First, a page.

Ensures that this job I will rock it!

Then when I am out of the store

Dodging traffic is sometimes a chore

So my white cane ensures I feel serene

While I stand and await a “fresh green”

Most fellow pedestrians have sight

And may figure I can’t see the light

So I probably won’t risk my safety

Just to try not to look like a dumb lady.

Then once I am safely indoors

And purses attract me some more

If my white cane is folded away

And I choose one and then go to pay

If I need help and the cashier asks why

That’s when I point out my checkered eye.

If he doesn’t know I’ll tell him what it means

And then once again I’m serene.

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I recently started ice skating for a bit of exercise.  My hubby Ray and I go to the one hour “older adult skate” a few times a week.  It’s a good thing they don’t call it “mature adult skate” because Ray’s such a goofball they’d never let him in for that.

Being your average Canadian girl, I skated as a kid, mostly on outdoor rinks and frozen ponds.  My Dad would make a rink in our backyard too so I even played a bit of hockey with the family and neighborhood kids.  I can’t recall exactly the circumstances but I’m pretty sure I did a bit of figure skating; it might have been in phys. ed. class.  What I’m saying is that I’m not a complete beginner at skating.

I’ve been having a bit of knee trouble lately so before going I just thought I’d want to be super careful not to wipe out or even have a near wipe out.  I didn’t want to twist my knee or bang it up at all.   I was glad I wouldn’t have any little kids to avoid and felt confident that I’d be able to see my way around and any slow moving skaters I might have to maneuver past. 

You know what I didn’t expect to have trouble seeing?  My laces!  Obviously I haven’t been skating since my sight has diminished to the point where such detail is lost for me. So I’d just yank on the laces I’d get a hold of, figure if I was tightening or not, regrip and keep going.  Getting just one hook at a time on the upper part of the boot, or the next one in order was a crap shoot.  I actually worked up a bit of a sweat fastening up the blades!  And since I was being so careful watching my surroundings as I skated, I never bothered glancing down to see if the laces were coming loose – of course I wouldn’t have been able to see that, would I!  So I was easily able to keep my mind from wandering off to my “to do” list or anything in the past or future because I was making sure to notice my present surroundings and whether or not my skates felt like they were still on tight!  It makes for a very meditative hour.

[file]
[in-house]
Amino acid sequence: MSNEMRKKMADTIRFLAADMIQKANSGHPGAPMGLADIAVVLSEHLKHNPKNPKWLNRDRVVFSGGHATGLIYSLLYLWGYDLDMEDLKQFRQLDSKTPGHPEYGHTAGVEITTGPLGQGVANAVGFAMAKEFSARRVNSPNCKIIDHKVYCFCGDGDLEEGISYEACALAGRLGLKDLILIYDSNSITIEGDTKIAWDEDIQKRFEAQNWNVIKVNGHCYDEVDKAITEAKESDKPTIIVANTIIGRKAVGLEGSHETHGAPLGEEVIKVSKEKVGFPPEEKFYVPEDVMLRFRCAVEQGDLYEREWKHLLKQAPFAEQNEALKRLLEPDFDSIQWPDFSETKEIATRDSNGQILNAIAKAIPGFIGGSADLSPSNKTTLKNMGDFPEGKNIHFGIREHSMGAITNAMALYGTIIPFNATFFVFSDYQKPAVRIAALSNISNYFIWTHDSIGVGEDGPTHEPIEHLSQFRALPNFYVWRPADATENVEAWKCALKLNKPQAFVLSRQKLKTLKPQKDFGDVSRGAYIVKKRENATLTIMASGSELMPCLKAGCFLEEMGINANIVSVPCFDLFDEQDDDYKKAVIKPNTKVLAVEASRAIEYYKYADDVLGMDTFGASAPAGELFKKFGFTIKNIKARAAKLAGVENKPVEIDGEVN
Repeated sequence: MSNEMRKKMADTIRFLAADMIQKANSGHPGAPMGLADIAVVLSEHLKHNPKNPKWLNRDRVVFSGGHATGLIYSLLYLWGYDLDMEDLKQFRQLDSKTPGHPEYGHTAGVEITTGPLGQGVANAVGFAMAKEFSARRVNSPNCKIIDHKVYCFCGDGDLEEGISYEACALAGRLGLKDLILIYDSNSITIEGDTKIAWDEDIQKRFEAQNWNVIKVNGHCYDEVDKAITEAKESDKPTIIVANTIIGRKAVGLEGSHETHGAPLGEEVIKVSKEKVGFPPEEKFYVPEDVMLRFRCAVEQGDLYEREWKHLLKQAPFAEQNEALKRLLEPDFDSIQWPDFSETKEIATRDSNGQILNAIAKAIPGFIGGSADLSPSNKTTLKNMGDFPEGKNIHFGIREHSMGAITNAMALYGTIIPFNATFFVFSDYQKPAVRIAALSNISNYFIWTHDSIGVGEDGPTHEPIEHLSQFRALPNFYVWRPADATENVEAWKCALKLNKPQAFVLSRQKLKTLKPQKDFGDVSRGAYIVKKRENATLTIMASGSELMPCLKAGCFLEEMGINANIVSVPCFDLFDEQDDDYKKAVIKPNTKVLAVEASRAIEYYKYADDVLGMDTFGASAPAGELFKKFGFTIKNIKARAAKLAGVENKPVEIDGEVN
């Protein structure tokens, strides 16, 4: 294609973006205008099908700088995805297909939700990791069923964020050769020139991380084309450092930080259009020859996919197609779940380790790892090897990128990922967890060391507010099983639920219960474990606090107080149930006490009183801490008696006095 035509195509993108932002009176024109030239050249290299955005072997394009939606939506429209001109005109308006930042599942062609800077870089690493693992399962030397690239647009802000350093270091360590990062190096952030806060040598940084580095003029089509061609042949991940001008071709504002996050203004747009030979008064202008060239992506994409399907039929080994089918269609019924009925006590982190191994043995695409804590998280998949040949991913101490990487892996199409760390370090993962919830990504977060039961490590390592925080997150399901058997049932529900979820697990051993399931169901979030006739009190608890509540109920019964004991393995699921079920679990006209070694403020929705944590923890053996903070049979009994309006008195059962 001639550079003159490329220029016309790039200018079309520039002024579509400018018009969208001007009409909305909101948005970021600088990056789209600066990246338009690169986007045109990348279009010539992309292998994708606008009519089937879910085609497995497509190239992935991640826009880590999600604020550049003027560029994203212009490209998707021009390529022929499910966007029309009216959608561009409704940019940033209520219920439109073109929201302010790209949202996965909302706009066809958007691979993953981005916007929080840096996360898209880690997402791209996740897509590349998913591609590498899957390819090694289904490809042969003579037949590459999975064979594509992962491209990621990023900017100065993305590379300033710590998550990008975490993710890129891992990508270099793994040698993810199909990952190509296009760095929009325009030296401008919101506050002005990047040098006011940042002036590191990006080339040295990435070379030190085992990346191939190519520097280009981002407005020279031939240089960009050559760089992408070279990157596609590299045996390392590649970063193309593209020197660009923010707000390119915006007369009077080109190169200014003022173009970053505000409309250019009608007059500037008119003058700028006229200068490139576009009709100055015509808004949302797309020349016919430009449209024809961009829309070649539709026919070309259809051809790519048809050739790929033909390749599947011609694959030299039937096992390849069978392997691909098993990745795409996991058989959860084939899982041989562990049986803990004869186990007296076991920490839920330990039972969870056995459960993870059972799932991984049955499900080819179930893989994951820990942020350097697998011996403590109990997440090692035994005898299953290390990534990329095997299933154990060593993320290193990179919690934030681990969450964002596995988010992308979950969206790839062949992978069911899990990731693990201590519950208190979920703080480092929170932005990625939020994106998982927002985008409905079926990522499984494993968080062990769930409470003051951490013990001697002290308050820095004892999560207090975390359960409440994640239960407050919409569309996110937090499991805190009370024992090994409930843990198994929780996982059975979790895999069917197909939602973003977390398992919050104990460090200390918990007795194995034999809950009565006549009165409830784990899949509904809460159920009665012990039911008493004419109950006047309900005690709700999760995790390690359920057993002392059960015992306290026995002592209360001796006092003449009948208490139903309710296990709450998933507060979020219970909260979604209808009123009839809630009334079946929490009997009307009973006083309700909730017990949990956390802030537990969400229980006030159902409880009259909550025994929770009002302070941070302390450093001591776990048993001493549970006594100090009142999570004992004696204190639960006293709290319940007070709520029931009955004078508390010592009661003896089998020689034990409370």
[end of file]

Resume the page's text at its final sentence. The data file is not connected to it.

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Party Pooper?

Here it is, the party season and yup it’s me, I’m the party pooper.  Not a complete party pooper though, I love the feasting and gathering of the month of December, and I know I mentioned in last December’s blog post that there are lots of joys of the season that I like and that don’t require acute eyesight, but I’m going to talk about some of the seasonal things that I find less pleasurable.


Parades and most greeting cards are inaccessible to me. When I had little kids I certainly enjoyed their excitement at watching festive floats go by, but I generally wasn’t able to see details or point things out to them. All I will say about greeting cards is this: my friend Pam gave me a stellar example for my 50th birthday.  It was an entire sheet of Bristol board with suitably large text and therefore it was easily accessible for me.  Thanks Pammy!


Some who know me well know I don’t like candles.  For the same reason I don’t like camp fires or fireworks either.  Here’s why: If you look right at a camera when the flash goes off, You know how the flash creates a little blind spot for just a sec?  Well average sighted folks may not notice this but things like candle flames; little bits of concentrated brightness, create temporary blind spots in peripheral vision also. Since I only have peripheral vision, these extra blind spots make me blinder than usual.  I find that a nuisance.


Christmas trees are not as bad, usually!


So I’m actually not a party pooper, I just have trouble enjoying some possible elements of various parties.


And now to show I’m not a total Scrooge, a poem.  This was inspired by the “post childhood experience” of December and the potential diverse ways to participate in what I like to call the season of joyous excess.


For children there’s the mystery of Santa

Or the wonder of what gifts eight nights may bring

Now I’m in on lots of secrets

It has started me to thinking:

How will I delight myself in years to be?


If you’re not Jewish or a Christian in this season,

You still might get some time off work without big reasons

Do not fret I’ve got a theory

I’ve been pondering this query.

There are other ways to view this time of year:


It’s Midway!


Midway through the longest nights

When there’s lots of snow and ice

Midway through the time when days are very short


So if you’re cold put on a sweater

And pretty lights make darkness better

And generosity can help us all feel good


We’re giving!


I might enjoy the shopping frenzy

I willl share my plenty plenty

And I’ll get a little fat from sweet excess.


I’d like to learn the things you do

And I’ll show you my stuff too

And we’ll all have food and drink and fancy dress.


It’s Festive!


Some will pray and some will visit

For some it’s sacred, some it isn’t

For those down south it’s not short days and freezing weather.


So if we like it or we don’t

It is a chance for us to note

That this time does not go on and on forever.